Increase of brain-stem high-frequency SEP subcomponents during light sleep in seizure-free epileptic patients

Domenico Restuccia, Marco Rubino, Massimiliano Valeriani, Giacomo Della Marca

Research output: Contribution to journalArticlepeer-review


Objective: Three hertz spike-and-wave (SW) occurrence is caused by the abnormal functioning of the same thalamo-cortical loop generating sleep spindles. In fact, SW preferably occurs during light sleep and transitional phases of the vigilance status. Since high-frequency somatosensory evoked potentials (HF-SEPs) are powerfully modulated by sleep and arousal, we verified whether they can reveal abnormalities of arousal-related structures in two patients having showed sporadic SW discharges during light sleep. Methods: We recorded right median nerve SEPs in two adult patients who suffered since the infancy from childhood absence epilepsy (CAE). Sleep stage-related changes of HF-SEPs were compared to those observed in five healthy volunteers. Results: HF-SEPs decreased during sleep in controls. By contrast, the amplitude of the subcortical component dramatically increased in CAE patients during phase II NREM sleep. Simultaneous EEG showed normally represented sleep spindles, but not SW discharges. Conclusions: HF-SEP increase probably reflects the hyperactivation of brain-stem arousal-related structures. During such a hyperactivation no EEG abnormalities were observed. Significance: We hypothesize that HF-SEP increase might reflect a protective mechanism against seizure occurrence during light sleep.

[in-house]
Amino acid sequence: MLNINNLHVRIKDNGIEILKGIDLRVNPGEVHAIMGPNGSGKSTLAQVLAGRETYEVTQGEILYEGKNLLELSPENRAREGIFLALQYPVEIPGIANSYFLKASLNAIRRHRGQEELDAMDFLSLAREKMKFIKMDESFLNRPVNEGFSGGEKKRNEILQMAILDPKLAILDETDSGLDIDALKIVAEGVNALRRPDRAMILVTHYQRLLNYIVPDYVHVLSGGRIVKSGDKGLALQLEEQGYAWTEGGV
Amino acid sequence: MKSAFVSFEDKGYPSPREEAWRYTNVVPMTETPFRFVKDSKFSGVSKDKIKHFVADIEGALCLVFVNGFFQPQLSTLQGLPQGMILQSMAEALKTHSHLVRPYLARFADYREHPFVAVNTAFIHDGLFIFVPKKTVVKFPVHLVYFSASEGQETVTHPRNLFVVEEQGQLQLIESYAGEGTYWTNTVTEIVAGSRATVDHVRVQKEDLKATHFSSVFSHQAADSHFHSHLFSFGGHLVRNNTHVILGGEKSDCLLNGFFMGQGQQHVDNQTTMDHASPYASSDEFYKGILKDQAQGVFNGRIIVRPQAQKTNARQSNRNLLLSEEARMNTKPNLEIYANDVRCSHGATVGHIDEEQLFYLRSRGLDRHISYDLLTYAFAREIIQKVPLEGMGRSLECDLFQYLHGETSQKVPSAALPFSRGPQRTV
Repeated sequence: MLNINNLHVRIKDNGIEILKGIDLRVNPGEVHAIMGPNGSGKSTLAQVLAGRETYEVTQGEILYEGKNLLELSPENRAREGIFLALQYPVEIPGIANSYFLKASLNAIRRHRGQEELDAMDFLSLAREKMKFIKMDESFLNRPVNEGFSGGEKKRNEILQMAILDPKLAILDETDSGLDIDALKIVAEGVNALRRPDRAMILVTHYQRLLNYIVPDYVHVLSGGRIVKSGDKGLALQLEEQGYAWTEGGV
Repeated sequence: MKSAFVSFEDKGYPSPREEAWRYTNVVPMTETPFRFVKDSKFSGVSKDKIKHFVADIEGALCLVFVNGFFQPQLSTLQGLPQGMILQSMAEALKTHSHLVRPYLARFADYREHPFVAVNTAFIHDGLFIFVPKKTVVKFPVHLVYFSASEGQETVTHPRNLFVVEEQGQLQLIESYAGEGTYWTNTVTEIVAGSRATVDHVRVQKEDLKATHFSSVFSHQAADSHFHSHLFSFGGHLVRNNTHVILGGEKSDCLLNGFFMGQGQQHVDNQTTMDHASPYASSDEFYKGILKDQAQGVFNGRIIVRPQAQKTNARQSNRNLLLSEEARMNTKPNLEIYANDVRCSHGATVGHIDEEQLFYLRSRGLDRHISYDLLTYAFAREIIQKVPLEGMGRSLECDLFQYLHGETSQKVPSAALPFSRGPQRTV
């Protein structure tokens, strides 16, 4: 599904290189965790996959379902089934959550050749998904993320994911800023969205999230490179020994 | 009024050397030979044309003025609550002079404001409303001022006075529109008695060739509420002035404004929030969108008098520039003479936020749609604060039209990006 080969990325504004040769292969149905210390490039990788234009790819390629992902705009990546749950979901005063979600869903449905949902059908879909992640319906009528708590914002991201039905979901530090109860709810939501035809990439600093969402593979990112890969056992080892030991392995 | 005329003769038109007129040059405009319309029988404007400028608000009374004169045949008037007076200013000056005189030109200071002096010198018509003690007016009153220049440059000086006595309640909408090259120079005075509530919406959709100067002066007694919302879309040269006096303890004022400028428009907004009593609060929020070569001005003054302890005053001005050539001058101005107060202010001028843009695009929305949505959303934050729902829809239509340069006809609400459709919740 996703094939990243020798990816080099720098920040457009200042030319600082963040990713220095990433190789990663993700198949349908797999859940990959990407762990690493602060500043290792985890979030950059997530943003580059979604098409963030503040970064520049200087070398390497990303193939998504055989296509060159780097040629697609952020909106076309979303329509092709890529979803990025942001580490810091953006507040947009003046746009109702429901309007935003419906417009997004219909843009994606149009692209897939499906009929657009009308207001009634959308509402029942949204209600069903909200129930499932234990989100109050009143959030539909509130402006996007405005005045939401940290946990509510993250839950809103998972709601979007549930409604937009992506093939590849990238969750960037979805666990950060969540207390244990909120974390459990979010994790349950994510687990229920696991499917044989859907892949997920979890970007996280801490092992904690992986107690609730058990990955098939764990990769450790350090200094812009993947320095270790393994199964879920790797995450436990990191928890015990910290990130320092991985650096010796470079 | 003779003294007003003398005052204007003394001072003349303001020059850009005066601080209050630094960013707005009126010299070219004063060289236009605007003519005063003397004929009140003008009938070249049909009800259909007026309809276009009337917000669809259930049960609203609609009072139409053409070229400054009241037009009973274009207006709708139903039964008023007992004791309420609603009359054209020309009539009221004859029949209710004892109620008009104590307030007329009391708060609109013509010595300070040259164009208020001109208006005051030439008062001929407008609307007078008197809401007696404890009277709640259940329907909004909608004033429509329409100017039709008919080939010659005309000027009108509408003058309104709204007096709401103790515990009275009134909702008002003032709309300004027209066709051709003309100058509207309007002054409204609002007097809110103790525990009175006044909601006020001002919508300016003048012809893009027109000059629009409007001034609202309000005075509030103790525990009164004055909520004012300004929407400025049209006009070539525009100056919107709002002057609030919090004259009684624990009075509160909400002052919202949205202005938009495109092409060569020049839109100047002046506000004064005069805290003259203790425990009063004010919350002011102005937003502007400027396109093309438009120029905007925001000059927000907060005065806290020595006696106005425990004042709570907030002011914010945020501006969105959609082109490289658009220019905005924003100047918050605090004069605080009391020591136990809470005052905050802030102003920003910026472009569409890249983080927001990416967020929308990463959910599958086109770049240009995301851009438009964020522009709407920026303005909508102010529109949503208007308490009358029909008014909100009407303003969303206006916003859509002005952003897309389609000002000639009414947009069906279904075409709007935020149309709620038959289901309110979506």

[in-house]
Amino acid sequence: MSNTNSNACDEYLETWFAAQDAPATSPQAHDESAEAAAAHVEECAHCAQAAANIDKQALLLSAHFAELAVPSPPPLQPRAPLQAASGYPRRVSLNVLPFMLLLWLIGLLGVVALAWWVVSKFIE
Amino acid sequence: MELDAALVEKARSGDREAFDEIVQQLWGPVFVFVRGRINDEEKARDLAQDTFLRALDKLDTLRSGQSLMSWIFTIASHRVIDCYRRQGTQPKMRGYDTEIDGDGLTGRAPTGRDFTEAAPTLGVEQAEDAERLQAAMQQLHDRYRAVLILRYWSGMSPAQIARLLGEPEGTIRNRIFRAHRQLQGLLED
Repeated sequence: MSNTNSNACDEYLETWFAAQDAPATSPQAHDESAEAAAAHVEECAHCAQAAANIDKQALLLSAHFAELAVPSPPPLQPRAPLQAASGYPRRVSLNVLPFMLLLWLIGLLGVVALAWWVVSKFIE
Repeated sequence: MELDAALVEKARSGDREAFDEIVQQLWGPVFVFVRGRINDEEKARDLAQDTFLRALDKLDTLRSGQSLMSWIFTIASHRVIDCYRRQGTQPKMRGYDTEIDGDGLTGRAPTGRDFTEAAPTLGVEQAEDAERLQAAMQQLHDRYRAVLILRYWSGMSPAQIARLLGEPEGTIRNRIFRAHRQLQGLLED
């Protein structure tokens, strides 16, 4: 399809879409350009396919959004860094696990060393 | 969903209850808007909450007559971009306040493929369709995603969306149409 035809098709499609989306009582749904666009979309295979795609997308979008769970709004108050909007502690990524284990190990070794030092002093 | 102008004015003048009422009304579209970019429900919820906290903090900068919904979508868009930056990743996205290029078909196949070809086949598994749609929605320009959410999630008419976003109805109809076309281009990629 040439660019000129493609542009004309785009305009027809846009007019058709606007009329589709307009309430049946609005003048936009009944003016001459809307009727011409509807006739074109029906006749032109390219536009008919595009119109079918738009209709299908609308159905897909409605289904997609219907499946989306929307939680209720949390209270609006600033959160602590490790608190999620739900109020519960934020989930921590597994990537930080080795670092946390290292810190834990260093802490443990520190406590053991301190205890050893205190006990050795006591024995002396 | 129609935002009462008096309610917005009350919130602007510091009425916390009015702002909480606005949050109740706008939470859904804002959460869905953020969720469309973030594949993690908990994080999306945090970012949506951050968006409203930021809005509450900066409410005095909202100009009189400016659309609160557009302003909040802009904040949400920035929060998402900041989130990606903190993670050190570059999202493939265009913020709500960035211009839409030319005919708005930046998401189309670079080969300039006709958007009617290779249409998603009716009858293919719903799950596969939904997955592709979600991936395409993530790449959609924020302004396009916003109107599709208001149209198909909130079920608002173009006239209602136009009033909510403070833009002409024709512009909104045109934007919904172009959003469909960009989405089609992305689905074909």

Original languageEnglish
Pages (from-to)1774-1778
Number of pages5
JournalClinical Neurophysiology
Issue number8
Publication statusPublished - Aug 2005


  • Absence epilepsy
  • Brain-stem
  • Evoked potentials
  • High-frequency oscillations
  • Sleep
  • Somatosensory

ASJC Scopus subject areas

  • Clinical Neurology
  • Radiology Nuclear Medicine and imaging
  • Neurology
  • Sensory Systems
  • Physiology (medical)


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